Utah Department of Agriculture and Food

West Nile Virus Killing Utah Bald Eagles



Utah DWR Learns What Killed Bald Eagles

 No Threat to Livestock During Winter Months

Salt Lake City -- Laboratory results have confirmed what officials with the Utah Division of Wildlife Resources have been suspecting: West Nile virus killed the bald eagles that have died in Utah over the past few weeks.

Testing at the Utah Veterinary Diagnostic Laboratory in Logan, Utah, and the National Wildlife Health Center in Madison, Wisconsin, has definitively ruled out many other possible causes of death, including toxic chemicals or poisons, lead poisoning, bacterial infections and several other viruses, including avian influenza and avian vacuolar myelinopathy.


How did the eagles get West Nile virus?

Officials aren’t certain how the eagles got West Nile virus, as the disease typically affects birds (including eagles) during warmer months, when mosquitoes that carry the disease are active.

They think the birds might have contracted the virus after eating infected eared grebes that died recently on Great Salt Lake.

Leslie McFarlane, wildlife disease coordinator for the Utah Division of Wildlife Resources (DWR), says more than 2 million eared grebes stop at Great Salt Lake during their winter migration.  Almost every year, about one percent of the population that visits the lake dies from a bacterial disease called avian cholera.

“Every time grebes die,” she says, “we send some of the dead birds to a laboratory for testing.  Usually, avian cholera jumps out as the cause of death.  This year, though, the initial laboratory results were not as conclusive.  That led us to believe that something else might have killed the grebes this year.”

Additional testing on the eared grebes, however, have led to findings that are consistent with what’s being found in the bald eagles.

 In the winter, bald eagles obtain most of their food by eating dead animals.  Since all of the eagles that have died have been within flying distance of the lake, McFarlane thinks the eagles might have contracted West Nile virus after eating grebes that died at the lake from the disease.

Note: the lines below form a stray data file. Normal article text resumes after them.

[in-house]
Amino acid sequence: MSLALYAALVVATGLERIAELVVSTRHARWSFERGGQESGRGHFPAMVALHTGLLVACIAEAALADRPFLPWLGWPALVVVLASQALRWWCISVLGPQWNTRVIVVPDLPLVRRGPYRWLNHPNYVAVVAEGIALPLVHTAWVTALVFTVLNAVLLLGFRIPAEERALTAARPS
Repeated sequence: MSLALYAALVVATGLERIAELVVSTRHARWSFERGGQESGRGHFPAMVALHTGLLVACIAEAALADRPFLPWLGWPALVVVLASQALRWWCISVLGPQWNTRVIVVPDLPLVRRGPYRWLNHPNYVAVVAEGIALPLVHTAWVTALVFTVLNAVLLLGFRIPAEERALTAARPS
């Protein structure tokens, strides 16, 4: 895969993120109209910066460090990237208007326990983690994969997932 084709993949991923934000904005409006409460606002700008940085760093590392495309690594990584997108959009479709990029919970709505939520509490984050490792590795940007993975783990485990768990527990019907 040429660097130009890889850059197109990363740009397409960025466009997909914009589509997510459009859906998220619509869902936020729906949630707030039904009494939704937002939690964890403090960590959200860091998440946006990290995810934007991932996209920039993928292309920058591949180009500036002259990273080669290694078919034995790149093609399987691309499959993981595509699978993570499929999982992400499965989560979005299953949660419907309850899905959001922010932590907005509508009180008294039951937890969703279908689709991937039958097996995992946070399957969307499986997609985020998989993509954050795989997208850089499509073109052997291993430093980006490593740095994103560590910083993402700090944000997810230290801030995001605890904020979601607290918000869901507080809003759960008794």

No human health concerns

JoDee Baker, epidemiologist with the Utah Department of Health, says people do not need to be concerned; dead grebes and dead eagles do not pose a risk to people.

“People become infected with West Nile virus after being bitten by a mosquito that carries the virus,” Baker says.  “Although there are other very rare ways you can get the virus, such as receiving contaminated blood or organs from an infected person, mosquitoes are, by far, the most common method of transmission.  Since the mosquitoes that transmit West Nile virus aren’t active in the winter, there’s no risk to the public’s health.”

While the eagles don’t pose a risk to public health, both Baker and McFarlane encourage you to not touch or handle sick or dead birds, including eagles.  Instead, call the nearest DWR office.  A wildlife officer or a biologist will be dispatched to get the bird.

Dr. Bruce King, state veterinarian with the Utah Department of Agriculture and Food, says domestic livestock are safe too.  Because mosquitoes aren’t active in the winter,” he says, “we see no eminent danger to domestic livestock in Utah, including backyard chickens, horses, or other small or large farm operations.”


Grebes will be gone soon

McFarlane says the migration of eared grebes through Utah is almost over for the winter.  “By the second week of January,” she says, “almost all of the grebes will be gone.”

West Nile virus can live for a few days in the carcass of a bird that has just died, however, so there’s still a chance that additional eagles will get sick and die, even after the grebes leave.  But the risk to eagles should decrease quickly.

McFarlane says between 750 and 1,200 bald eagles visit Utah in the winter.  “Even though it’s difficult to watch eagles die,” she says, “the deaths that have and still might occur won’t affect the overall health of the bald eagle population that winters in Utah or the overall population in the United States.”

On the morning of Dec. 31, the number of eagles that had died in Utah stood at 27 birds.  Twenty-one of those birds were found dead in the wild.  Six additional birds died while being treated at rehabilitation centers.

On the morning of Dec. 31, rehabilitation centers were treating five sick eagles.  The sick eagles appear to be responding well to the treatments.





 Utah Division of Wildlife Resources:
 Mark Hadley, Relations with the Public Specialist, 801-538-4737

 Utah Department of Health:
Charla Haley, Risk Communication Specialist, 801-273-4178 (office) or 801-230-5927 (cell )

Utah Department of Agriculture and Food:
Dr. Warren Hess, Assistant State Veterinarian, 801-870-7818